My System SpecsSystem Spec
06 Oct 2012   #6
tufffta

Windows 7 Ultimate 32bit
 
 

Why does 64 bit Windows 7 require more RAM than 32 bit?
My System SpecsSystem Spec
06 Oct 2012   #7
ignatzatsonic

Microsoft Community Contributor Award Recipient

Windows 7 SP1, Home Premium, 64-bit
 
 

Quote   Quote: Originally Posted by tufffta View Post
Why does 64 bit Windows 7 require more RAM than 32 bit?
I'm not sure it does.

It can recognize and use more RAM, but I don't know that it requires more. If so, I never noticed it.
My System SpecsSystem Spec
06 Oct 2012   #8
bobafetthotmail

Win 7 Pro 64-bit 7601
 
 

Quote   Quote: Originally Posted by tufffta View Post
Why does 64 bit Windows 7 require more RAM than 32 bit?
64 bit needs from 50 to 200 MB more RAM than 32 bit depending on hardware. None ever cried over that little loss though. It theoretically uses RAM in a less efficient way than 32 bit, so a program that in 32 bit needs X ram in 64 could need more (not a lot, but noticeably). The fact it can use up to ridiculous amounts of RAM makes this a technical detail in most builds, though.

And no, for your needs having a 32 or a 64 Win7 makes no difference at all.

Quote:
But millions of people buy Ultimate for reasons unrelated to features, speed, or efficiency.
Must be the easily-changed system language. It is a so must-have feature, lol.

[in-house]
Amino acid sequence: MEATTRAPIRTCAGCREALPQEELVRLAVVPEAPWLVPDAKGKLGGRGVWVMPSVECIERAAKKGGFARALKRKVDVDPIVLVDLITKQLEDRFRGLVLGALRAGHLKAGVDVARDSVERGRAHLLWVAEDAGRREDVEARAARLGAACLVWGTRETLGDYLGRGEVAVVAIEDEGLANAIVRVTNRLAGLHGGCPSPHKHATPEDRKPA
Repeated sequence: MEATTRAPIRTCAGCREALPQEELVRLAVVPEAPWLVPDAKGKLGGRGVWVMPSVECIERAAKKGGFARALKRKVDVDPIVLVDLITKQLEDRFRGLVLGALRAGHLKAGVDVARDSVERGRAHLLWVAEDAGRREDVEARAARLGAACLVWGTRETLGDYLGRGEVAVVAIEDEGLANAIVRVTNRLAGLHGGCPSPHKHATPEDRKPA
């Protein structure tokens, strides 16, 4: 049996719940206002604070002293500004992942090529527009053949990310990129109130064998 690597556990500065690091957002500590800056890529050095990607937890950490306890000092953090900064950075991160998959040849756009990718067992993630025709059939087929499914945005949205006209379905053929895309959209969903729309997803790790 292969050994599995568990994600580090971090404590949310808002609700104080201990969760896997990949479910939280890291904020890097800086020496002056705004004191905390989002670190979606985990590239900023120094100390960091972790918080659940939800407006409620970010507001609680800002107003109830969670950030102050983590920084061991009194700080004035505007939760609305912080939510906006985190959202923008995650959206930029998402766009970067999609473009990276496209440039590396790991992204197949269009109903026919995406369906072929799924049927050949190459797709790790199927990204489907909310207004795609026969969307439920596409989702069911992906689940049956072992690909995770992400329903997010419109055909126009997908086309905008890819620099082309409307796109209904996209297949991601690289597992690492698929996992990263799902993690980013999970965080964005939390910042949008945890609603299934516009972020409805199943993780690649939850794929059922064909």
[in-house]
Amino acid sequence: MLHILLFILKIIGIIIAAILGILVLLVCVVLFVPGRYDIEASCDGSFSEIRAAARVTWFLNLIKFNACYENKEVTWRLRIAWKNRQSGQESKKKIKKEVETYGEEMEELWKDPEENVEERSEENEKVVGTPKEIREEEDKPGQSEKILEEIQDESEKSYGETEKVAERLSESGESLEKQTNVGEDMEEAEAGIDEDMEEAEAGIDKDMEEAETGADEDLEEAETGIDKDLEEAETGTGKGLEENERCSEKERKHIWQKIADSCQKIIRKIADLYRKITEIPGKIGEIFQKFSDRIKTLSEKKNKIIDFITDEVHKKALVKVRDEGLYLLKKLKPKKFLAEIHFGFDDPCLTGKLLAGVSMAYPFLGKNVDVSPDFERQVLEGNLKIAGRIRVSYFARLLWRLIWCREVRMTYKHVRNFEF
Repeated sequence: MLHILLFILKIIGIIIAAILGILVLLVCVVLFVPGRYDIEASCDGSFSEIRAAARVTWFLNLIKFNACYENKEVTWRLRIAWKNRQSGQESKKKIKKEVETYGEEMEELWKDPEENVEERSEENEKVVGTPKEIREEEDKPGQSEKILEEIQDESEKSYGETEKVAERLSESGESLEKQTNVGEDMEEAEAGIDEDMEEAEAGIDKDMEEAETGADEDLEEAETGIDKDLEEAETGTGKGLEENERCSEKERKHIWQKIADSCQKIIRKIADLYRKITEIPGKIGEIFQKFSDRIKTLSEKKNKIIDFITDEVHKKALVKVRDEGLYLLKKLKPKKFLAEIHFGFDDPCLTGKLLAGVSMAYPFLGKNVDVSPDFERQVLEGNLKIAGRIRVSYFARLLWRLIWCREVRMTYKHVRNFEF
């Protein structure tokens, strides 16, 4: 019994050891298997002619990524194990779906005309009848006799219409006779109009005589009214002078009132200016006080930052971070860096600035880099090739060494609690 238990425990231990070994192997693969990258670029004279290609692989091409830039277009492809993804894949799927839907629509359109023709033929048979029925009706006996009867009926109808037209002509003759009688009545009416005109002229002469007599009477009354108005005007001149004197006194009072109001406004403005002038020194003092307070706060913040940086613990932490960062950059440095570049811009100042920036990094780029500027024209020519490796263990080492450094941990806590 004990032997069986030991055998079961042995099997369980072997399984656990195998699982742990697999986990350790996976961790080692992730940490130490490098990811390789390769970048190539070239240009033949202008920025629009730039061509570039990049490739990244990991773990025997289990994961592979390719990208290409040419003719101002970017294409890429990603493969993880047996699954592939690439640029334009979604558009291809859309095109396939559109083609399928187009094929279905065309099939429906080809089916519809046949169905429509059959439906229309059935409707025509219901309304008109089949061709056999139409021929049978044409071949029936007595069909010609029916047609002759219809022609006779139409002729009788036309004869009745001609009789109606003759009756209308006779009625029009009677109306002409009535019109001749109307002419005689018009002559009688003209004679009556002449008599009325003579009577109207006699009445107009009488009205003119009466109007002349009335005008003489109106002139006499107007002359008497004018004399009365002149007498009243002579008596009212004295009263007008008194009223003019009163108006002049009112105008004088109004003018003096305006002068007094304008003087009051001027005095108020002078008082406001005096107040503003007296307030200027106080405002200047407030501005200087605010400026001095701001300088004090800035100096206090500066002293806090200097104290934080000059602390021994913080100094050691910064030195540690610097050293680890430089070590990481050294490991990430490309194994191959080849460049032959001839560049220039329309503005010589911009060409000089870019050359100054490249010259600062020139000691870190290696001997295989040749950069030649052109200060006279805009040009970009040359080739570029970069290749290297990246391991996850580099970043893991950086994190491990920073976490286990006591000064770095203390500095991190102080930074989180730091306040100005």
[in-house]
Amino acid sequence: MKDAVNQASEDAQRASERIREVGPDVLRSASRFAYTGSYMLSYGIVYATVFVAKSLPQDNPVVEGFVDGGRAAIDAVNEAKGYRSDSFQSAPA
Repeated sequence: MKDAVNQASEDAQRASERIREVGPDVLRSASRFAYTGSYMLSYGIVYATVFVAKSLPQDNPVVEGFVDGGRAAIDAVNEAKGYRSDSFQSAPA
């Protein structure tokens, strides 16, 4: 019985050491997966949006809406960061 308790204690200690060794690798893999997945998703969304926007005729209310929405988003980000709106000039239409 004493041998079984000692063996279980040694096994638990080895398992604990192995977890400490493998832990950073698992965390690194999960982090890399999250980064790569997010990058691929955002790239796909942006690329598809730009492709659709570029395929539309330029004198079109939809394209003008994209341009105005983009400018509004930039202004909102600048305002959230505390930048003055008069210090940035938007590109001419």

My System SpecsSystem Spec
06 Oct 2012   #9
Layback Bear

Windows 7 Pro. 64/SP-1
 
 

My System SpecsSystem Spec
06 Oct 2012   #10
gregrocker
Microsoft MVP

 

I lean toward 32-bit with 4gb RAM because it seems faster and almost always does use all of the RAM since some RAM is apportioned to hardware.

This can be determined by typing Resource Monitor into Start button Search Box, click on Memory tab.
My System SpecsSystem Spec
Reply

 Is a 64-bit Windows 7 quicker than 32-bit in itself, as an OS?




Thread Tools



Similar help and support threads for2: Is a 64-bit Windows 7 quicker than 32-bit in itself, as an OS?
Thread Forum
Solved Windows Live Mail - A quicker method for sending same email again? Browsers & Mail
Solved Is there a quicker way to switch between win7 power options Performance & Maintenance
Is quicker way to...? Customization

Our Sites

Site Links

About Us

Find Us

Windows 7 Forums is an independent web site and has not been authorized, sponsored, or otherwise approved by Microsoft Corporation. "Windows 7" and related materials are trademarks of Microsoft Corp.

Designer Media Ltd

All times are GMT -5. The time now is 06:09 PM.
Twitter Facebook Google+



Windows 7 Forums

Seven Forums Android App Seven Forums IOS App